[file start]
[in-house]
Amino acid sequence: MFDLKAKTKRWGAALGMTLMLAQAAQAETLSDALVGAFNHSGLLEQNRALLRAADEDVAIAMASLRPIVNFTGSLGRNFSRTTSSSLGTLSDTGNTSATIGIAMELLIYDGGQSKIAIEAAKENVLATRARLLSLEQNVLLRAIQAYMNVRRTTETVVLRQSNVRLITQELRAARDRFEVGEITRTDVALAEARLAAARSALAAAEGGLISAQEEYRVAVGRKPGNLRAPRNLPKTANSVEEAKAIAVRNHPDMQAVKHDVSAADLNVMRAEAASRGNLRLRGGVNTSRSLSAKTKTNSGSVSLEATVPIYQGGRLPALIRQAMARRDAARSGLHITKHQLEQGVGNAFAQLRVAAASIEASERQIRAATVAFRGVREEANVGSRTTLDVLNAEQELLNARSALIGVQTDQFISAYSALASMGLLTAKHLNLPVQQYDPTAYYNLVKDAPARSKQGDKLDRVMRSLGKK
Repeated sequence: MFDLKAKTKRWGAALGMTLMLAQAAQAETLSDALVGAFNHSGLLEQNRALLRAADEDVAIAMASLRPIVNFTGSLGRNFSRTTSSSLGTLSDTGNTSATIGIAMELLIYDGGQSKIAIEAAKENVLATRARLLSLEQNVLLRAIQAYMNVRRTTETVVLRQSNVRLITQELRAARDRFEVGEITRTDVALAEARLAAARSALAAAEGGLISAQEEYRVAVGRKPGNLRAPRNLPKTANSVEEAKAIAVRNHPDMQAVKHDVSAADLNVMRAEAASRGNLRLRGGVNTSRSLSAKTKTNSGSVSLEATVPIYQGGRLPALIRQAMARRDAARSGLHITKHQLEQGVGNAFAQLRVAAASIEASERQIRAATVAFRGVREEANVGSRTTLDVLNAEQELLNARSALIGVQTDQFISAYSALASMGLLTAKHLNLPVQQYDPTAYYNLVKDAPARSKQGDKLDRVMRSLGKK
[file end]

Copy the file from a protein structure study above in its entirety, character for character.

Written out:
[in-house]
Amino acid sequence: MFDLKAKTKRWGAALGMTLMLAQAAQAETLSDALVGAFNHSGLLEQNRALLRAADEDVAIAMASLRPIVNFTGSLGRNFSRTTSSSLGTLSDTGNTSATIGIAMELLIYDGGQSKIAIEAAKENVLATRARLLSLEQNVLLRAIQAYMNVRRTTETVVLRQSNVRLITQELRAARDRFEVGEITRTDVALAEARLAAARSALAAAEGGLISAQEEYRVAVGRKPGNLRAPRNLPKTANSVEEAKAIAVRNHPDMQAVKHDVSAADLNVMRAEAASRGNLRLRGGVNTSRSLSAKTKTNSGSVSLEATVPIYQGGRLPALIRQAMARRDAARSGLHITKHQLEQGVGNAFAQLRVAAASIEASERQIRAATVAFRGVREEANVGSRTTLDVLNAEQELLNARSALIGVQTDQFISAYSALASMGLLTAKHLNLPVQQYDPTAYYNLVKDAPARSKQGDKLDRVMRSLGKK
Repeated sequence: MFDLKAKTKRWGAALGMTLMLAQAAQAETLSDALVGAFNHSGLLEQNRALLRAADEDVAIAMASLRPIVNFTGSLGRNFSRTTSSSLGTLSDTGNTSATIGIAMELLIYDGGQSKIAIEAAKENVLATRARLLSLEQNVLLRAIQAYMNVRRTTETVVLRQSNVRLITQELRAARDRFEVGEITRTDVALAEARLAAARSALAAAEGGLISAQEEYRVAVGRKPGNLRAPRNLPKTANSVEEAKAIAVRNHPDMQAVKHDVSAADLNVMRAEAASRGNLRLRGGVNTSRSLSAKTKTNSGSVSLEATVPIYQGGRLPALIRQAMARRDAARSGLHITKHQLEQGVGNAFAQLRVAAASIEASERQIRAATVAFRGVREEANVGSRTTLDVLNAEQELLNARSALIGVQTDQFISAYSALASMGLLTAKHLNLPVQQYDPTAYYNLVKDAPARSKQGDKLDRVMRSLGKK